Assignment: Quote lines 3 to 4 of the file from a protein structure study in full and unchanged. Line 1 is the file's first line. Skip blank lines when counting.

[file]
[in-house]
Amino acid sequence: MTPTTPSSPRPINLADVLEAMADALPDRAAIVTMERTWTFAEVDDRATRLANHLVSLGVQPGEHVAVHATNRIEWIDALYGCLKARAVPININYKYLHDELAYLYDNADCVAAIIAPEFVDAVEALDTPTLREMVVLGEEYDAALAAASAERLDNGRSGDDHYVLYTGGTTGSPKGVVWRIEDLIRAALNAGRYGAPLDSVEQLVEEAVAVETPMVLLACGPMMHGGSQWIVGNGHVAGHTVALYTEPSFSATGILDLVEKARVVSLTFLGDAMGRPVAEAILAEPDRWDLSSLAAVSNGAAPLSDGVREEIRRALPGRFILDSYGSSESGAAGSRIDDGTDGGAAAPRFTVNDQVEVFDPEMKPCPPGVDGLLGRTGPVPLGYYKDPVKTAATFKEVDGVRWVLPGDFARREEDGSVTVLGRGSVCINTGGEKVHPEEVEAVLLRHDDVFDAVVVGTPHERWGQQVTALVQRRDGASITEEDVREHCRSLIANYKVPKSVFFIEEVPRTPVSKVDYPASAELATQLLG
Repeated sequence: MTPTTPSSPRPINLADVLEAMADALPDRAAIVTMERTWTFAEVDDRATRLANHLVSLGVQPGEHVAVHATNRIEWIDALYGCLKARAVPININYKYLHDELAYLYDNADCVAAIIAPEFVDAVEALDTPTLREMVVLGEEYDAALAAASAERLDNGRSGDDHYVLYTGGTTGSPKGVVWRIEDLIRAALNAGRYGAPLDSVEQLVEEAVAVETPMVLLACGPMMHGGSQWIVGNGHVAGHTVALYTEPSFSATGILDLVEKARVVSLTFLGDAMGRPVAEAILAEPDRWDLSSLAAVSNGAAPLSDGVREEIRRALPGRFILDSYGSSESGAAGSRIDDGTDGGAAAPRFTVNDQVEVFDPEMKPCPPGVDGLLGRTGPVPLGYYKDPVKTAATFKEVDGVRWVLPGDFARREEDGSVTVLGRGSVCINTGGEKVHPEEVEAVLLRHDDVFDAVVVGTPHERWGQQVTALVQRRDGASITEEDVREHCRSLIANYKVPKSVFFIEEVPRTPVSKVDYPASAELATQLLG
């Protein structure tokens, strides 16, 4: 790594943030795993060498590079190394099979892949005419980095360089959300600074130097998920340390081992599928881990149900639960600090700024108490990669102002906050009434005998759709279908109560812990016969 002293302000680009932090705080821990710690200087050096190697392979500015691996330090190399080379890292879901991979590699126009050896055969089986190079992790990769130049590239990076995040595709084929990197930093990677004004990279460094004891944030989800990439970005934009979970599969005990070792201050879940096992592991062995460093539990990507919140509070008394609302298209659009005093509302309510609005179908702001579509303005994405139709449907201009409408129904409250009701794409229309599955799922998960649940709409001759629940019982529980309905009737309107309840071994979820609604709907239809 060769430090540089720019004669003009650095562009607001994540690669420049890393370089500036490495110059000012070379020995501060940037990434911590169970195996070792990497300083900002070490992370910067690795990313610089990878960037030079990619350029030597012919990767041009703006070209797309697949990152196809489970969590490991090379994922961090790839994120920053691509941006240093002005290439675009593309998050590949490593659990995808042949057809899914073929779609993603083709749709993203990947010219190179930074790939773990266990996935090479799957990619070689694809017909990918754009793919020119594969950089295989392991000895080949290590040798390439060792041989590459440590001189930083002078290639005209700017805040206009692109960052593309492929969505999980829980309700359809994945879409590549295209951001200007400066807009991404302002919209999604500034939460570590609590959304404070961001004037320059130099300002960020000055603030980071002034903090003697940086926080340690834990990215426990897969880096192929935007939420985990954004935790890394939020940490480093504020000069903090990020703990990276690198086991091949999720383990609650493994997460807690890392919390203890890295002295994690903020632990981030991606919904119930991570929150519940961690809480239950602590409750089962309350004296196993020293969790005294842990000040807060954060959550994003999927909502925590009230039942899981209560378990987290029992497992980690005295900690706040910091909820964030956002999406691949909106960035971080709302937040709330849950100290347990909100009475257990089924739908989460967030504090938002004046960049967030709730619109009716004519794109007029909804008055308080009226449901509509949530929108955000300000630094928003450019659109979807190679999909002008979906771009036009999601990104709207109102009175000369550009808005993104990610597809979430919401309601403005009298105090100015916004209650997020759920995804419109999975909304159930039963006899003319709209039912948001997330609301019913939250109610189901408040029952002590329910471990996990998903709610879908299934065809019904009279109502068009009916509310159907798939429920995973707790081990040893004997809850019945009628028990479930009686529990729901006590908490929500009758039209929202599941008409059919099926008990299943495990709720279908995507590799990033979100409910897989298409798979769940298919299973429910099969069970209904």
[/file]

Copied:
Repeated sequence: MTPTTPSSPRPINLADVLEAMADALPDRAAIVTMERTWTFAEVDDRATRLANHLVSLGVQPGEHVAVHATNRIEWIDALYGCLKARAVPININYKYLHDELAYLYDNADCVAAIIAPEFVDAVEALDTPTLREMVVLGEEYDAALAAASAERLDNGRSGDDHYVLYTGGTTGSPKGVVWRIEDLIRAALNAGRYGAPLDSVEQLVEEAVAVETPMVLLACGPMMHGGSQWIVGNGHVAGHTVALYTEPSFSATGILDLVEKARVVSLTFLGDAMGRPVAEAILAEPDRWDLSSLAAVSNGAAPLSDGVREEIRRALPGRFILDSYGSSESGAAGSRIDDGTDGGAAAPRFTVNDQVEVFDPEMKPCPPGVDGLLGRTGPVPLGYYKDPVKTAATFKEVDGVRWVLPGDFARREEDGSVTVLGRGSVCINTGGEKVHPEEVEAVLLRHDDVFDAVVVGTPHERWGQQVTALVQRRDGASITEEDVREHCRSLIANYKVPKSVFFIEEVPRTPVSKVDYPASAELATQLLG
């Protein structure tokens, strides 16, 4: 790594943030795993060498590079190394099979892949005419980095360089959300600074130097998920340390081992599928881990149900639960600090700024108490990669102002906050009434005998759709279908109560812990016969 002293302000680009932090705080821990710690200087050096190697392979500015691996330090190399080379890292879901991979590699126009050896055969089986190079992790990769130049590239990076995040595709084929990197930093990677004004990279460094004891944030989800990439970005934009979970599969005990070792201050879940096992592991062995460093539990990507919140509070008394609302298209659009005093509302309510609005179908702001579509303005994405139709449907201009409408129904409250009701794409229309599955799922998960649940709409001759629940019982529980309905009737309107309840071994979820609604709907239809 060769430090540089720019004669003009650095562009607001994540690669420049890393370089500036490495110059000012070379020995501060940037990434911590169970195996070792990497300083900002070490992370910067690795990313610089990878960037030079990619350029030597012919990767041009703006070209797309697949990152196809489970969590490991090379994922961090790839994120920053691509941006240093002005290439675009593309998050590949490593659990995808042949057809899914073929779609993603083709749709993203990947010219190179930074790939773990266990996935090479799957990619070689694809017909990918754009793919020119594969950089295989392991000895080949290590040798390439060792041989590459440590001189930083002078290639005209700017805040206009692109960052593309492929969505999980829980309700359809994945879409590549295209951001200007400066807009991404302002919209999604500034939460570590609590959304404070961001004037320059130099300002960020000055603030980071002034903090003697940086926080340690834990990215426990897969880096192929935007939420985990954004935790890394939020940490480093504020000069903090990020703990990276690198086991091949999720383990609650493994997460807690890392919390203890890295002295994690903020632990981030991606919904119930991570929150519940961690809480239950602590409750089962309350004296196993020293969790005294842990000040807060954060959550994003999927909502925590009230039942899981209560378990987290029992497992980690005295900690706040910091909820964030956002999406691949909106960035971080709302937040709330849950100290347990909100009475257990089924739908989460967030504090938002004046960049967030709730619109009716004519794109007029909804008055308080009226449901509509949530929108955000300000630094928003450019659109979807190679999909002008979906771009036009999601990104709207109102009175000369550009808005993104990610597809979430919401309601403005009298105090100015916004209650997020759920995804419109999975909304159930039963006899003319709209039912948001997330609301019913939250109610189901408040029952002590329910471990996990998903709610879908299934065809019904009279109502068009009916509310159907798939429920995973707790081990040893004997809850019945009628028990479930009686529990729901006590908490929500009758039209929202599941008409059919099926008990299943495990709720279908995507590799990033979100409910897989298409798979769940298919299973429910099969069970209904």